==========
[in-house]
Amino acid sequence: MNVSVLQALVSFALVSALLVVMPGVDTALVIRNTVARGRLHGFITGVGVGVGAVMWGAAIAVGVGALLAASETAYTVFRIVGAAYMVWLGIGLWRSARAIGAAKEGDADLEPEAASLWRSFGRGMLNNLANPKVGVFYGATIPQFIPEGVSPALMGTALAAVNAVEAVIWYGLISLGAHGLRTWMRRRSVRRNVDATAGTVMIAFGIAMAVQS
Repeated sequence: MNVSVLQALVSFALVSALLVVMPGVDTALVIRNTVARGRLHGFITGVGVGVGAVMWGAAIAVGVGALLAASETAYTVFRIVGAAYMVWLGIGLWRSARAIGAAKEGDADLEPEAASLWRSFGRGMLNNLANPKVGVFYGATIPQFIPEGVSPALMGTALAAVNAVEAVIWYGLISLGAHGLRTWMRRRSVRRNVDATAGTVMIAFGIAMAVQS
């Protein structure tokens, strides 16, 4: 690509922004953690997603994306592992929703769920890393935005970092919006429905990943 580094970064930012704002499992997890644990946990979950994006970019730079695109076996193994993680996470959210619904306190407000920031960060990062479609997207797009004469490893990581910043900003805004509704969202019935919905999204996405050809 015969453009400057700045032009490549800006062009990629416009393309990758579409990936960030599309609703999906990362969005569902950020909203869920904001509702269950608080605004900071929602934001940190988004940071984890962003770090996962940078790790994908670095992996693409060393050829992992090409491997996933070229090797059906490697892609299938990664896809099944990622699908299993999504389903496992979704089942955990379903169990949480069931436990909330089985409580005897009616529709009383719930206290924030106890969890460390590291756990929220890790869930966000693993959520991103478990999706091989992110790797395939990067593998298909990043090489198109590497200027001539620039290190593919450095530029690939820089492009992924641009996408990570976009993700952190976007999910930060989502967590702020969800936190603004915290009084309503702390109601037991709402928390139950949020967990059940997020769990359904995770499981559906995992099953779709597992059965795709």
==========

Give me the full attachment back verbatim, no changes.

[in-house]
Amino acid sequence: MNVSVLQALVSFALVSALLVVMPGVDTALVIRNTVARGRLHGFITGVGVGVGAVMWGAAIAVGVGALLAASETAYTVFRIVGAAYMVWLGIGLWRSARAIGAAKEGDADLEPEAASLWRSFGRGMLNNLANPKVGVFYGATIPQFIPEGVSPALMGTALAAVNAVEAVIWYGLISLGAHGLRTWMRRRSVRRNVDATAGTVMIAFGIAMAVQS
Repeated sequence: MNVSVLQALVSFALVSALLVVMPGVDTALVIRNTVARGRLHGFITGVGVGVGAVMWGAAIAVGVGALLAASETAYTVFRIVGAAYMVWLGIGLWRSARAIGAAKEGDADLEPEAASLWRSFGRGMLNNLANPKVGVFYGATIPQFIPEGVSPALMGTALAAVNAVEAVIWYGLISLGAHGLRTWMRRRSVRRNVDATAGTVMIAFGIAMAVQS
């Protein structure tokens, strides 16, 4: 690509922004953690997603994306592992929703769920890393935005970092919006429905990943 580094970064930012704002499992997890644990946990979950994006970019730079695109076996193994993680996470959210619904306190407000920031960060990062479609997207797009004469490893990581910043900003805004509704969202019935919905999204996405050809 015969453009400057700045032009490549800006062009990629416009393309990758579409990936960030599309609703999906990362969005569902950020909203869920904001509702269950608080605004900071929602934001940190988004940071984890962003770090996962940078790790994908670095992996693409060393050829992992090409491997996933070229090797059906490697892609299938990664896809099944990622699908299993999504389903496992979704089942955990379903169990949480069931436990909330089985409580005897009616529709009383719930206290924030106890969890460390590291756990929220890790869930966000693993959520991103478990999706091989992110790797395939990067593998298909990043090489198109590497200027001539620039290190593919450095530029690939820089492009992924641009996408990570976009993700952190976007999910930060989502967590702020969800936190603004915290009084309503702390109601037991709402928390139950949020967990059940997020769990359904995770499981559906995992099953779709597992059965795709």